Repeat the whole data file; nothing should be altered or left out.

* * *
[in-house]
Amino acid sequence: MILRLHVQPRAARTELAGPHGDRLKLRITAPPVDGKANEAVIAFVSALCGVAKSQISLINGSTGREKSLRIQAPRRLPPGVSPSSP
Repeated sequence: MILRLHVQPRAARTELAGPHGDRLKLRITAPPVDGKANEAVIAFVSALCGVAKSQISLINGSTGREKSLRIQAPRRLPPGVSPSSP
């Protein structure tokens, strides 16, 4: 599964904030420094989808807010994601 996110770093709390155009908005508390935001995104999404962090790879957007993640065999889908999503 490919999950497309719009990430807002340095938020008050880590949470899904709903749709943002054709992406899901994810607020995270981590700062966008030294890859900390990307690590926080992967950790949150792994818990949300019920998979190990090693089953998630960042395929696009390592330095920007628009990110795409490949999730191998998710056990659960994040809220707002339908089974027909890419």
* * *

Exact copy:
[in-house]
Amino acid sequence: MILRLHVQPRAARTELAGPHGDRLKLRITAPPVDGKANEAVIAFVSALCGVAKSQISLINGSTGREKSLRIQAPRRLPPGVSPSSP
Repeated sequence: MILRLHVQPRAARTELAGPHGDRLKLRITAPPVDGKANEAVIAFVSALCGVAKSQISLINGSTGREKSLRIQAPRRLPPGVSPSSP
């Protein structure tokens, strides 16, 4: 599964904030420094989808807010994601 996110770093709390155009908005508390935001995104999404962090790879957007993640065999889908999503 490919999950497309719009990430807002340095938020008050880590949470899904709903749709943002054709992406899901994810607020995270981590700062966008030294890859900390990307690590926080992967950790949150792994818990949300019920998979190990090693089953998630960042395929696009390592330095920007628009990110795409490949999730191998998710056990659960994040809220707002339908089974027909890419």